TK: We have several wireless data networks. We have what we call 3G1X, with which you are probably familiar. That was the original, what we used to call a high-speed data network. But it was essentially 50 to 70 kb per second up and downstream and has been replaced with EV-DO, which has average speeds of 500 to 700 kbps on the downlink, but still only 50 to 70 kbps on the uplink.

Most Internet traffic is downlink intensive, so the experience, when you are downloading, is very quick. But, when you are uploading data, it is still a little slow. However, when you are doing standard Microsoft ( News - Alert) Office work, it is significantly better than 3G1X. When we launch EV-DO Rev A, you will see DSL-like customer experiences across the network. EV-DO Rev A will basically give you the same 500 to 700 kbps speeds on the uplink as you have on the downlink.
We plan on launching EV-DO Rev A nationwide on the entire footprint. We will start to incorporate the capability in the network in the Q4 of this year. We will have a card that’s able to offer Rev A service for sale in Q3, even though service won’t be available. By the Q1 2007, Rev A will be available to about 154 million pops covered on our network.

RT: Whose equipment are you using for that?

TK: All of the radio access networks will use the core radio access networks that are there today — Motorola (News - Alert) , Lucent, Nortel, and Samsung radio access networks.

RT:  Are you first to market with EV-DO Rev A? It seems like you are ahead of Verizon (News - Alert) at this point.

TK: We already consider ourselves ahead of Verizon with total pops covered on EVDO Rev 0. Clearly, we are on a warpath to put as many of our cell sites on EV-DO Rev 0 as quickly as we possibly can. EV-DO Rev A, as soon as it’s available, will start pumping out as well.

We actually have EV-DO Rev A products that are in development, so not just the core network, but also some new exciting products that will flow across that network will launch at about the same time. Those will include some of our new IMS applications.

It’s a busy time at Sprint; we’ve got a lot of huge projects we are working on.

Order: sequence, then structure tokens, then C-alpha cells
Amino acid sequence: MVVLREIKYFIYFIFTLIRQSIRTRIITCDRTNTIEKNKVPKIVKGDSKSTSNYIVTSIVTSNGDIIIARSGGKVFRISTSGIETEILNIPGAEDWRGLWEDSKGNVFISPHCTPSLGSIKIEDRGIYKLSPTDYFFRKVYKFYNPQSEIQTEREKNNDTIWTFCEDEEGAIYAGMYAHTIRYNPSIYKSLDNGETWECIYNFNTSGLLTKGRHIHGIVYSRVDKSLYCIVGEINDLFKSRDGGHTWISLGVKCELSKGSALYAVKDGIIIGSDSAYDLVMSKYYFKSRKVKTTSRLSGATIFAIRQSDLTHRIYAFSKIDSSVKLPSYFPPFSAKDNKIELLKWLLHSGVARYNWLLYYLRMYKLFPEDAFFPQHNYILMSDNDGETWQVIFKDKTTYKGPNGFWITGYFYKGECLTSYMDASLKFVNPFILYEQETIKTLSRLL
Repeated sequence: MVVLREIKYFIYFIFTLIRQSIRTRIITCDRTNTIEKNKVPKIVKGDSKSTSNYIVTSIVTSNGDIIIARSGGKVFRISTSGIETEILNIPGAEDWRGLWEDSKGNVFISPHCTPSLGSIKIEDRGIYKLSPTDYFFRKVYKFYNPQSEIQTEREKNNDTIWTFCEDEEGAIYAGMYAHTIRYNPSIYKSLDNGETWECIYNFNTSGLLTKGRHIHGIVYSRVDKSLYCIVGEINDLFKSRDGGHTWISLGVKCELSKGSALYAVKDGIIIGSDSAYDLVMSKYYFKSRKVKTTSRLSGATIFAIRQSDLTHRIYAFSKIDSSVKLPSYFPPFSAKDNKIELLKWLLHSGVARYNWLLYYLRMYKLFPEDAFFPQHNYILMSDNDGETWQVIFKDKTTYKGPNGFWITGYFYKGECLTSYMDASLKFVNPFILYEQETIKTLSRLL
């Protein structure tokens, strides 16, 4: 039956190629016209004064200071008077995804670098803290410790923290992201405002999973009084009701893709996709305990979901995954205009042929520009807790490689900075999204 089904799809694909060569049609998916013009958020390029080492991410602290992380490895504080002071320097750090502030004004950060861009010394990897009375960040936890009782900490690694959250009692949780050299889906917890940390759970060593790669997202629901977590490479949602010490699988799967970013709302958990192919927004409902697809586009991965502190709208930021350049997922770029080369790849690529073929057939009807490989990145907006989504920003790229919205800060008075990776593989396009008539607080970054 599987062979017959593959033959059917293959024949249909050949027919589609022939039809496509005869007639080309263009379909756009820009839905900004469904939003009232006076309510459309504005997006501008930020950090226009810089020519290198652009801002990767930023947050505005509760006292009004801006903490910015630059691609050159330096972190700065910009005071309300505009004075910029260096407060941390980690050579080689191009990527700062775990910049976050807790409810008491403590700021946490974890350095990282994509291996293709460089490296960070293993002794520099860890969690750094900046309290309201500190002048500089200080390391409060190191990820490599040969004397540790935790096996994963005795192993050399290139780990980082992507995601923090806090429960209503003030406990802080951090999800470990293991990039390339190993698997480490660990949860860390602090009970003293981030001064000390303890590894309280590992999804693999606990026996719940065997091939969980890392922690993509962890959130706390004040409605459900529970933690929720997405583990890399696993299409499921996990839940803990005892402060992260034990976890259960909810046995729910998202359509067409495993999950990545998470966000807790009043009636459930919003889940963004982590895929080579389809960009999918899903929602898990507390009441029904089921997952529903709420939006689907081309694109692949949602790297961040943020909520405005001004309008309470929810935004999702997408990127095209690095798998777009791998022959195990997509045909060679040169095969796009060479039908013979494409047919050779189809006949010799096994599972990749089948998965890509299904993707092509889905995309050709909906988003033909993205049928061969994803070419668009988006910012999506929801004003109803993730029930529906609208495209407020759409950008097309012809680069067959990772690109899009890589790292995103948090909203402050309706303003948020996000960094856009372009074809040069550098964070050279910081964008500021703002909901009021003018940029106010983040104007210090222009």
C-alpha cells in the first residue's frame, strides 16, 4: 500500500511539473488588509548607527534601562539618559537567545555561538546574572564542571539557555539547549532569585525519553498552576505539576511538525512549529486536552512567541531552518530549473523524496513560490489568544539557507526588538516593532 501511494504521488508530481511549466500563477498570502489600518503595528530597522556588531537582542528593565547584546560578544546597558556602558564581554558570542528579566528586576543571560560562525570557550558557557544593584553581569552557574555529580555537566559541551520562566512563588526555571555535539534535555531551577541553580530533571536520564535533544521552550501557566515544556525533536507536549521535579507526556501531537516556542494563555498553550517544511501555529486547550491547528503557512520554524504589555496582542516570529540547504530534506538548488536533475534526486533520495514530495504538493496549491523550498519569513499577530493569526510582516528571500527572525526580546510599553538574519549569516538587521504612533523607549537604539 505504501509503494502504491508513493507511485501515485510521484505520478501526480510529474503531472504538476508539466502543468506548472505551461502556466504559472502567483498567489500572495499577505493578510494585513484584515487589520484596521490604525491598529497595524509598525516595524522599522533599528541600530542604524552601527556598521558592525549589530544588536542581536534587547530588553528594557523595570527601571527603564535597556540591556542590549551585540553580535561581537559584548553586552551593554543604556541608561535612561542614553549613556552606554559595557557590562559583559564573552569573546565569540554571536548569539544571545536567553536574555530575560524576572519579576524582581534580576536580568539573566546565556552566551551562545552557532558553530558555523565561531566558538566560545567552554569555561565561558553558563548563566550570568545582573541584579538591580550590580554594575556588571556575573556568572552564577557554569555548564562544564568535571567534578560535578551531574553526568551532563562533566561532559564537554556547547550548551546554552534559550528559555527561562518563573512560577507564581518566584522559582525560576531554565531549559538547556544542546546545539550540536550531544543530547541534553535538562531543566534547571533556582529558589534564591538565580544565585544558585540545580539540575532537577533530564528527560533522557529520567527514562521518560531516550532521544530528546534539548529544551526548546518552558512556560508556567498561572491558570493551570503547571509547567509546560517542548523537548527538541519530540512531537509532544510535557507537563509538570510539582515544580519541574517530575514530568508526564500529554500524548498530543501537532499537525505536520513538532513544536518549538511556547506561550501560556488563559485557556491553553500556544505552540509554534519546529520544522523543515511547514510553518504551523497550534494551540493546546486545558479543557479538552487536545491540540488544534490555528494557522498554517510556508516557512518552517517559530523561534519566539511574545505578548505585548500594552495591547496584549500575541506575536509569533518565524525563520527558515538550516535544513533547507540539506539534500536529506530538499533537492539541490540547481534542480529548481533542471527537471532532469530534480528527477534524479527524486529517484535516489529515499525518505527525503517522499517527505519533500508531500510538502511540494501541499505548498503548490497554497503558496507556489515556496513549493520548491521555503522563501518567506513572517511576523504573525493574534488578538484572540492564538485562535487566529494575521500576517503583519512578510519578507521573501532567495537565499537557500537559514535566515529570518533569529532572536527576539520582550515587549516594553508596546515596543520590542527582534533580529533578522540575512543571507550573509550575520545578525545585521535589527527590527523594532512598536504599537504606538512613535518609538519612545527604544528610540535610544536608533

RT: I have been a wireless user for years, and I remember when Sprint was one of the first to roll out a reasonably priced wireless network, and then the Verizon people did a good job of quickly getting the 1X network up and then the EV-DO network up.

TK: Well, remember too, and we’ve got many business drivers that are pushing us in some very specific directions. One of them our merger with Nextel and our desire to develop a high-performance push-to-talk capability, which will ride on our EV-DO Rev A network.

RT: Where do we stand in terms of the rest of the world in terms of GSM networks? How do you see that shaking out in the future? Are we going to change the networks in this country, or are we just going to get used to using devices that have multiple radios in them?

TK: Clearly, Sprint is on a CDMA path, and has been. That is our future architecture. What the European countries are planning to do, I’ll leave it to you to ask them.

But internationally, they are clearly on a GSM path, though they’re also deploying wideband CDMA data networks. We would love to have full interoperability with many of the European carriers. I think one way we will be able to integrate with our partners overseas is IMS.

Once you have access using some kind of IP access, you have the ability to interface applications, so the core technology becomes less and less important, as long as you are all talking IP. It doesn’t help us from a roaming perspective because the device would have to support both GSM and CDMA. Incidentally, Sprint does have multiple devices that support both GSM and CDMA technologies for our customers that travel overseas.

The bigger problem for Sprint is that European customers don’t have dual band devices that are capable of operating on a CDMA network, so when they come over to the United States, they don’t have the luxury of using our networks, although our customers have the luxury of going over there and using theirs.

It’s an inbound versus outbound roaming concern, and I can’t tell you what the future holds with respect to a worldwide standard. I do know Sprint is spearheading work with other carriers worldwide on 4G to try and get as many companies worldwide to agree on a standard, so that we can have worldwide roaming capabilities across countries and networks. Sprint has not announced its 4G technology yet, but there are several competing technologies, WiMAX being a big one.

RT: WiMAX does have a mobile component. Do you consider it to be competitive in this space?